Nice Fish

Mark Rylance (Ron) and Jim Lichtscheidl (Erik) in "Nice Fish". Photo by Richard Termine.

Jim Lichtscheidl (Erik) and Mark Rylance (Ron) in “Nice Fish”. Photo by Richard Termine.

by SOPHIE KERMAN
There’s a certain mystique out there about fishing, a sense that the long wait (or desperate quest) for a fish can somehow be compared to the various ways of leading one’s life with artistry, impatience, or obsession. The idea has been exploited in various forms for centuries, from “A River Runs Through It” all the way back to “Moby Dick”.

Perhaps it says something about my own character and life philosophy that I have never really understood the metaphor.

I was concerned that this would be doubly problematic for Nice Fish, which is about not just a day spent fishing, but about a day spent fishing on ice. As a general rule, I don’t spend much time thinking about ice fishing, but upon reflection, it is a combination of activity and setting that strikes me as both boring and cold (and speaking of metaphors for life, these are two of my least favorite states of being). 

It was lucky, then, that the big name of two-time Tony Award winner Mark Rylance (who both stars in, co-wrote, and co-directed the play) got me to face my prejudices and head over to the Guthrie for an evening of theater infused with a degree of warmth and humor that I would not have thought possible in a 2 1/2-hour play set on a frozen lake.

Mark Rylance in "Nice Fish". Photo by Richard Termine.

Mark Rylance in “Nice Fish”. Photo by Richard Termine.

The play is constructed around poems by Louis Jenkins, whose philosophy seems to mesh seamlessly with that of Rylance and co-director Claire Van Kampen. As an artistic team, they find humor in bizarre juxtapositions of everyday imagery and pauses at just the right moments. The trio pulls beauty out of unexpected situations and deep philosophy in the most mundane, fleeting comments.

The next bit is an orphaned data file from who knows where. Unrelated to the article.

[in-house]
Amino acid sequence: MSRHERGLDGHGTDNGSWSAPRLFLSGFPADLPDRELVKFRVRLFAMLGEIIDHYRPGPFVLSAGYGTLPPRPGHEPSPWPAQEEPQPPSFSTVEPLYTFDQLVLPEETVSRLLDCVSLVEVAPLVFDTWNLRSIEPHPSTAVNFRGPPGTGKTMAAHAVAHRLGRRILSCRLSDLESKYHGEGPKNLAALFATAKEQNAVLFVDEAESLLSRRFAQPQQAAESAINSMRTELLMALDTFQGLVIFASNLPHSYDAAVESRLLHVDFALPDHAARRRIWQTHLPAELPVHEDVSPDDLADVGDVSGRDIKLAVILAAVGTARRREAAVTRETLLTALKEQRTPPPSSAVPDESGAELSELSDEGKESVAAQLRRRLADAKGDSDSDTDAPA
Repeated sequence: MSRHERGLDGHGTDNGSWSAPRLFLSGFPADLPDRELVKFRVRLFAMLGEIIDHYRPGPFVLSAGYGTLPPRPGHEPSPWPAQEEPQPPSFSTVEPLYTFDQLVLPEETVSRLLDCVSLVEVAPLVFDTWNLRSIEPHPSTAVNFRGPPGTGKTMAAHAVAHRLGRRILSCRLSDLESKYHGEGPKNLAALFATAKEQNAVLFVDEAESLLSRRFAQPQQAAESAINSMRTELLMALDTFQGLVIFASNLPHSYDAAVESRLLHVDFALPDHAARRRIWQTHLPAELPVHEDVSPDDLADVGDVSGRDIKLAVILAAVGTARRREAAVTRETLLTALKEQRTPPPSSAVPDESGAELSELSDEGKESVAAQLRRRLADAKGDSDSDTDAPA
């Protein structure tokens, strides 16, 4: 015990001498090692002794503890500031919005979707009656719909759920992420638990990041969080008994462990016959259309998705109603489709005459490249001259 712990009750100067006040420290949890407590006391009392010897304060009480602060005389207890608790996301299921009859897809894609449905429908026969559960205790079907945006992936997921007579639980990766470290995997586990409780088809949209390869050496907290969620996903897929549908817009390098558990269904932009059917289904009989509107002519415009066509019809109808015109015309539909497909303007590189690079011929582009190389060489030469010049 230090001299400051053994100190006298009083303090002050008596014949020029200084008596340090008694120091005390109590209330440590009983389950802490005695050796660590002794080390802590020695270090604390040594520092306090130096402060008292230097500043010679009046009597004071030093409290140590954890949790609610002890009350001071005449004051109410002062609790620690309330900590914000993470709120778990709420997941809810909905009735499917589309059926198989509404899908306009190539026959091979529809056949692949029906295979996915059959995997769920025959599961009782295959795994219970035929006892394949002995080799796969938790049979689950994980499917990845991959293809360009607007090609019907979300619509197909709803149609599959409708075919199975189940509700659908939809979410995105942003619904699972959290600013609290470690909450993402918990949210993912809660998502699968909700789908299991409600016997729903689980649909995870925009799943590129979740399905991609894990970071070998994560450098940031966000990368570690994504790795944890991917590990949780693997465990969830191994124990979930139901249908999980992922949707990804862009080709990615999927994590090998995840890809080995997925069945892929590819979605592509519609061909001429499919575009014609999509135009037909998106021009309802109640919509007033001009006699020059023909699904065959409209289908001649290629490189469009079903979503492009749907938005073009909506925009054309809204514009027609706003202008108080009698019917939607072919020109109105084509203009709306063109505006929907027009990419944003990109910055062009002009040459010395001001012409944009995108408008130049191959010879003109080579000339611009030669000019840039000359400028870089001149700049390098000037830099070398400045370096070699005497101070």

The camaraderie of Mark Rylance and Jim Lichtscheidl, as the pair of fishermen, keeps the play at a perfect balance; they perform so smoothly, and everything is done so naturally, that you almost don’t notice how incredible the two of them are. (Bob Davis also deserves a special nod for his hilarious scene as a rules-obsessed DNR officer.) The entire production, acting included, is done in such an understated and nuanced way that I would have expected to see the play in a smaller venue, rather than the Guthrie’s McGuire Proscenium Stage. As it is, Todd Rosenthal‘s beautiful set design uses an enhanced sense of perspective to keep the actors from seeming too far away.

Nice Fish takes an unexpected turn when it brings Norse mythology into the mix; what began as simple and meditative becomes both darker, wackier, and oddly surreal. Despite fine performances by Emily SwallowChris Carlson, and Tyson Forbes, audiences may find the shift unwelcome for the simple reason that it pulls the action away from Rylance and Lichtscheidl’s natural chemistry. (A glance at the Wiki for Freia’s abduction in Das Rheingold will at least help with the Norse references, since the program note may be more confusing than clarifying.)

Personally, I enjoyed the weird introduction of a goddess and a giant into the serene world of the ice; if nothing else, it enables some of the play’s later revelations, including a charming and poignantly comic last scene. And as I watched, turning over the play’s message and structure in my mind, I had a revelation of my own: Nice Fish is nothing less than the Waiting for Godot of ice fishing, punctuating life’s long (and sometimes apparently senseless) wait with moments of reflection, physical comedy, absurdity, profound sadness, and startling delight.

Ice fishing as life metaphor. I suppose I might be a convert after all.

Nice Fish, by Mark Rylance and Louis Jenkins, at the Guthrie Theater, 818 South 2nd Street, Minneapolis, MN 55415. April 6-May 18, 2013.  Tickets $40-70 at http://www.guthrietheater.org/.

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